In order to prevent non-guided light generated in the optical waveguide 102 of the non-modulation region ‘a’ from being recoupled with the optical waveguides 103 and 104 of the modulation region b (or s), the propagation constant β0 of the optical waveguide 102 needs to be different from the propagation constant β1 of the optical waveguide 103 or the propagation constant β2 of the optical waveguide 1040≠β1 or β0≠β2). In this case, β0 does not need to be different from both β1 and β2. Accordingly, the recoupling of non-guided light can be prevented to some degree by setting the β0 to be different from at least one of β1 and β2. Obviously, in the case when only a single optical waveguide exists in the modulation region, the propagation constant of the optical waveguide needs to be different from that in the non-modulation region.

Next, in order to prevent non-guided light generated in the optical waveguides 103 and 104 of the modulation region ‘b’ (or ‘s’) from being recoupled with the optical waveguide 105 of the non-modulation region ‘c’, the propagation constant β1 of the optical waveguide 103 or the propagation constant β2 of the optical waveguide 104 needs to be different from the propagation constant β3 of the optical waveguide 1051≠β3 or β2≠β3). β3 does not need to be different from both β1 and β2. In addition, even in the case when only a single optical waveguide exists in the modulation region, that described above is similarly applied.

In addition, in order to prevent the crosstalk between the optical waveguides 103 and 104 in the modulation region ‘b’ (or ‘s’), it is preferable to adjust the propagation constants so as to be different from each other, for example, β1≠β2, as explained above using FIGS. 4 to 6.

FIG. 9 is a view illustrating an optical control element according to a second embodiment of the present invention.

In the second embodiment, a technique of preventing the recoupling of non-guided light in a case when Mach-Zehnder type optical waveguides are connected in series to each other will be described.

When an optical waveguide shown in FIG. 9 is viewed along the propagating direction of a light wave within the optical waveguide, the optical waveguide includes a non-modulation region ‘a’, a modulation region ‘b’ (or s1), a non-modulation region ‘c’, a modulation region ‘d’ (or s2), and a non-modulation region ‘e’ in this order.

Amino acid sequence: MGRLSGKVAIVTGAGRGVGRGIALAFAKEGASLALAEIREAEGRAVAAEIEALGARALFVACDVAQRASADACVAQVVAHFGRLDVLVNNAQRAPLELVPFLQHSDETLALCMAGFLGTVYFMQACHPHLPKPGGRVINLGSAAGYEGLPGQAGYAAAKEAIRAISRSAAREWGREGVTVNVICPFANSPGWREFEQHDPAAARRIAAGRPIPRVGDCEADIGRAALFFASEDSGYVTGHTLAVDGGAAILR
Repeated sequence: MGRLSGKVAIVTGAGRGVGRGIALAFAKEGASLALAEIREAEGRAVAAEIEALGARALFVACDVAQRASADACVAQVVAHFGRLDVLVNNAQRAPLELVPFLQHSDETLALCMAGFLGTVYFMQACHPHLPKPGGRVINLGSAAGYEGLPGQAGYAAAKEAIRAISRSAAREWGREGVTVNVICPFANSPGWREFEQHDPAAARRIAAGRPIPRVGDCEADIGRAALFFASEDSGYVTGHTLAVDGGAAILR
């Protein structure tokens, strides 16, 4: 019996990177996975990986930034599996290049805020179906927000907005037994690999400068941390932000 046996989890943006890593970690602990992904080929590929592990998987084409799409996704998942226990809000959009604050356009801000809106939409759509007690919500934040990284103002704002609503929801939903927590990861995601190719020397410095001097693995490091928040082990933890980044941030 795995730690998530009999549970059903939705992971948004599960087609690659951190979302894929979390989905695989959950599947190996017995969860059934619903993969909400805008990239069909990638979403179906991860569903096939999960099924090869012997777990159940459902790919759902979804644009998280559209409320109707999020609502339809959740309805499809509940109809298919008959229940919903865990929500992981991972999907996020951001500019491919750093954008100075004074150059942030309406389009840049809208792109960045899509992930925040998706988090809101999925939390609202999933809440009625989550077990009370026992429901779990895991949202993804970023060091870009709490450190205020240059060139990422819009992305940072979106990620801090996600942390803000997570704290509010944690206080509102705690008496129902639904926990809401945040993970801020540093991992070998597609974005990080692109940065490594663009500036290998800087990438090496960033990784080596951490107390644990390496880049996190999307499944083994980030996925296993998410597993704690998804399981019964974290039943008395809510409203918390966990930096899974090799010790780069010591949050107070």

As explained above with reference to FIG. 7, it is possible to suppress the recoupling of non-guided light if the following conditions with respect to adjacent regions are satisfied. The propagation constants of optical waveguides 130 to 136 are expressed as β0 to β6, as shown in FIG. 9.

(1) Relationship between the non-modulation region ‘a’ and the modulation region ‘b’: β0≠β1 or β0≠β2

(2) Relationship between the modulation region ‘b’ and the non-modulation region ‘c’: β1≠β3 or β2≠β3

(3) Relationship between the non-modulation region ‘c’ and the modulation region ‘d’: β3≠β4 or β3≠β5

(4) Relationship between the modulation region ‘d’ and the non-modulation region ‘e’: β4≠β6 or β5≠β6

In order to prevent the crosstalk in the respective modulation regions, conditions of β1≠β2 and β4≠β5 need to be satisfied.

FIG. 10 is a view illustrating an optical control element according to a third embodiment of the present invention.

In the third embodiment, a technique of preventing the recoupling of non-guided light in a case when Mach-Zehnder type optical waveguides are connected in parallel to each other will be described.

When an optical waveguide shown in FIG. 10 is viewed along the propagating direction of a light wave within the optical waveguide, the optical waveguide includes a non-modulation region ‘a’, a modulation region ‘b’, and a non-modulation region ‘c’ in this order. In addition, taking a closer look at the modulation region ‘b’, different regions are formed in the order of a region s1, a region s2, and a region s3.